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The initial use of such pressure in design met with criticism, but field and laboratory evidence, which highlights its significance, continues to accumulate.A nonlinear rheological model is used to numerically simulate the consolidation process of clay in laboratory tests and to identify the basic mechanical parameters that contribute to the development of the quasi-preconsolidation phenomenon.

The combined methods were not tested for published data since matric potentials for measured values were unknown.These tests can be costly due to expensive equipment and the long period of time they require.Each sample must be undisturbed and can only undergo one test with satisfactory results.This point is within the range of probable preconsolidation pressures.It can be used in calculations that require less accuracy or if a rough estimate is all that is the intersection of two lines: (a) the regression line obtained for the first two, three, four or five points of the applied stress sequence in the secondary compression portion of the compression curve and (b) the extension of the virgin compression line determined from the points associated with applied stress of 8 k Pa. The σ estimated using the graphical procedure of Casagrande for 288 soil compression curves from three soils in Michigan and from values reported in the literature.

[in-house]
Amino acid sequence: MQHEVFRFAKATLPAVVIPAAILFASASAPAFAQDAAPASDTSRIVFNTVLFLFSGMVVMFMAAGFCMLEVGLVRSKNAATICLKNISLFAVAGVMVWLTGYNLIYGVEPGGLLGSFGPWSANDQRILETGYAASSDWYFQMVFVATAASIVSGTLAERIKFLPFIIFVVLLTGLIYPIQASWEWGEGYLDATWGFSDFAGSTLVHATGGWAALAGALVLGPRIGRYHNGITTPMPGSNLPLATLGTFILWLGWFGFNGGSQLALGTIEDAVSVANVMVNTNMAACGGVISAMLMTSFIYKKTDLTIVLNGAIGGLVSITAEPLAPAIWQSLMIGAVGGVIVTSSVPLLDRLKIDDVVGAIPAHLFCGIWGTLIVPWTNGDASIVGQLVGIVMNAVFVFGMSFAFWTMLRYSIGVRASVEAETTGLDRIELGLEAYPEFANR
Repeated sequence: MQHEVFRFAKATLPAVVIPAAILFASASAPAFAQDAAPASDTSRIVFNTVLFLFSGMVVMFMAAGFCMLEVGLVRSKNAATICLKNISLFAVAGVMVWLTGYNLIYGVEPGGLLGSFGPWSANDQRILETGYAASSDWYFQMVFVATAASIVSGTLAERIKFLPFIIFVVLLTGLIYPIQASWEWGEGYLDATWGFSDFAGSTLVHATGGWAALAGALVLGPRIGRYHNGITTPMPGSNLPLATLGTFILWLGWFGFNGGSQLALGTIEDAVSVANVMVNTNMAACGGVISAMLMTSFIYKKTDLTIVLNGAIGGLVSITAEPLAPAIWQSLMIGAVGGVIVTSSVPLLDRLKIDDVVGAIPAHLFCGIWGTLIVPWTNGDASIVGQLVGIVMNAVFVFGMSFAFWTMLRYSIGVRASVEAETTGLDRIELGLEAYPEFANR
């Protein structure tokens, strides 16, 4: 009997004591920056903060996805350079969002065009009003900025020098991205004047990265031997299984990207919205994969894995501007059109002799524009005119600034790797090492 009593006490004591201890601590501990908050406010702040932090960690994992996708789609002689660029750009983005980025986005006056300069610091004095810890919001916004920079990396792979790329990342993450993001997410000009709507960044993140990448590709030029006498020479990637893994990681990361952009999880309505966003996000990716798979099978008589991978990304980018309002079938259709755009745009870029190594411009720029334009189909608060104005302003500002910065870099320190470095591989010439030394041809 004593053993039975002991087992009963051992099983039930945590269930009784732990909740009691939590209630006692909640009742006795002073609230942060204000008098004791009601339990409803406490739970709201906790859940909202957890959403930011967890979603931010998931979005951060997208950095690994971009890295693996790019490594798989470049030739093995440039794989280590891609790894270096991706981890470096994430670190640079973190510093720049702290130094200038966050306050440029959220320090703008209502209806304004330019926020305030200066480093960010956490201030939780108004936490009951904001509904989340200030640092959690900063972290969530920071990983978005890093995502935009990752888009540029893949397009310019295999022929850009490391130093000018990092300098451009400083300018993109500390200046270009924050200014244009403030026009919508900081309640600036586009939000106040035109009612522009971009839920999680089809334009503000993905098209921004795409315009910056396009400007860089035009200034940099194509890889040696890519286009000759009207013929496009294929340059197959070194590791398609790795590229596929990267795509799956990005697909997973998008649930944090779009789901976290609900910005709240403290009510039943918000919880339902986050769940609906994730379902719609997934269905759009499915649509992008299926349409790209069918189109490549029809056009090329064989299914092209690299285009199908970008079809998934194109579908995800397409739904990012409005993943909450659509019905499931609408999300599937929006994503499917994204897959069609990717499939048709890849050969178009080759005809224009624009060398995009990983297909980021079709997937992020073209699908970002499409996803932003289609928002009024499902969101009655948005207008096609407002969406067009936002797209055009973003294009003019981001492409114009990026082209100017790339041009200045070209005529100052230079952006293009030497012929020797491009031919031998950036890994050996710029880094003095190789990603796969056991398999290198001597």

Methods 1 and 5 fit our data best at low σ (0.92), and closeness of fit to the 1:1 line, a combination of methods 1 and 3 was selected as the best estimation procedure.

All of these require site evaluation before construction.

Preparing a site for construction requires an initial compression of the soil to prepare for foundation to be added.

See "Modeling Volume Change and Mechanical Properties with Hydraulic Models," from the Soil Science Society of America (link in references) for a more involved mathematical model based on Casagrande's method combining principles from soil mechanics and hydraulics.

Various different factors can cause a soil to approach its preconsolidation pressure: Preconsolidation pressure is used in many calculations of soil properties essential for structural analysis and soil mechanics.

One of the primary uses is to predict settlement of a structure after loading.